Commissioned: 01 Oct 1941 Paid off: 19 May 1945
The University of King's College has a long and splendid history-founded in 1789 by Royal Charter granted by King George III. The university, the oldest in the overseas British Commonwealth, was founded because of a war, namely the American Revolution which forced Loyalists from the rebelling colonies northward into British North America. The college was originally located in Windsor, Nova Scotia, however a fire forced it to relocate, and it was rebuilt on the campus of Dalhousie University in Halifax.
The close and amicable relationship between the University of King's College and the Navy which exists today, dates back to the early years of WWII. In May 1941, Angus L. Macdonald, Minister of Naval Services, requested the use of King's College as a Naval Officers' Training School for the summer period of that year. It was later determined "that the national emergency was such that it was necessary to use King's ... for the duration of the war." Accordingly on May 24, 1941, the Stadacona section of the RCN's Officer Training Establishment was transferred to the University of King's College, and a few months later, on October 1, 1941, it was commissioned HMCS Kings.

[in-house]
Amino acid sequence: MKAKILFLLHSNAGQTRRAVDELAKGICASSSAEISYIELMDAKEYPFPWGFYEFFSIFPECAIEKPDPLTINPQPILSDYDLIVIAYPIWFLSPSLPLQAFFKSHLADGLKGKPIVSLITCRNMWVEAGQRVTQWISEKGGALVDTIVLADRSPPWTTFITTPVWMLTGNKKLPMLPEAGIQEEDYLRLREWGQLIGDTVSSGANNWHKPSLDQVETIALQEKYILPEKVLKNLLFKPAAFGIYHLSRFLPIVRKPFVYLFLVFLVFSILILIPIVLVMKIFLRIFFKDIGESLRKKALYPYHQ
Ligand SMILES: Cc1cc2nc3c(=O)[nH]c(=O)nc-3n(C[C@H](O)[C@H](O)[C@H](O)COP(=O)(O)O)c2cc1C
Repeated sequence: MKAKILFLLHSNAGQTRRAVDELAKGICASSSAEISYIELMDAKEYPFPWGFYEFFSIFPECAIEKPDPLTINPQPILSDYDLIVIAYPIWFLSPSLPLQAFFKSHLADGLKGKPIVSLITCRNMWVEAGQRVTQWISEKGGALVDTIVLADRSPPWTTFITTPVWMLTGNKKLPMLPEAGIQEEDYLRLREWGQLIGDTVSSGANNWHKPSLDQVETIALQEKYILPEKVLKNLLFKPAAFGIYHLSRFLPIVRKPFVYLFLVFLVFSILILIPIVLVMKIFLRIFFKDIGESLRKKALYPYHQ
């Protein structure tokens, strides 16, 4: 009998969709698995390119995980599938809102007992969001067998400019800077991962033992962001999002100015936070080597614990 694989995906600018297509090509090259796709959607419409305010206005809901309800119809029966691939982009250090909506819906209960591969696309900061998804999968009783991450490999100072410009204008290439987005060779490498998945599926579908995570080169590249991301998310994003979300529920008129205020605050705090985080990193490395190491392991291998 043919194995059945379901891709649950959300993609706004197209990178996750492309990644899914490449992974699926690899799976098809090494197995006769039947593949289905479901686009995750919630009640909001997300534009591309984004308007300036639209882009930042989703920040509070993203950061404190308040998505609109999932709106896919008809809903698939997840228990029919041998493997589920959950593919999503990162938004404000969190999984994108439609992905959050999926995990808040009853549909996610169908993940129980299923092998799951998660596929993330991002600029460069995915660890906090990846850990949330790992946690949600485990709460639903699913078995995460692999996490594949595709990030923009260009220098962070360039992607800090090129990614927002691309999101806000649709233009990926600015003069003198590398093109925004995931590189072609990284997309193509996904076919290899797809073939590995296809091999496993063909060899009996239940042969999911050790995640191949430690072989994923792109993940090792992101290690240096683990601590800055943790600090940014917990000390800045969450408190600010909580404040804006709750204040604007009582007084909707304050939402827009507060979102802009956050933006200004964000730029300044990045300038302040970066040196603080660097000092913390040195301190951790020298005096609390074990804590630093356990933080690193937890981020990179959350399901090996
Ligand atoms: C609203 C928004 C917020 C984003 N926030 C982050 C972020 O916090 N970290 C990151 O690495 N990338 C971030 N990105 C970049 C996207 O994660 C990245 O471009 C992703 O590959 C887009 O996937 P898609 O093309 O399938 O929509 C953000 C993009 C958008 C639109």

It was in HMCS Kings that young officers took at 12 week course in seamanship, gunnery, torpedo, navigation and signals before proceeding to sea. Later the course was lengthened to 20 weeks and modified with a view to placing greater emphasis on anti-submarine operations.
Training of officers continued in HMCS Kings until after the war in Europe had ended. When Kings was paid off on May 19, 1945, it had graduated a total of 96 classes and turned out some 4,000 officers for wartime service in the RCN. 42 of these officers paid the supreme sacrifice. Today, the naval yardarm still stands tall in the centre of the quadrangle, and the student pub is officially named HMCS Kings' Wardroom. The ship's bell serves as the Baptismal Font in the Chapel.
(Source: HMCS KINGS by LCdr Owen J.W. Parkhouse, RCN - blog)
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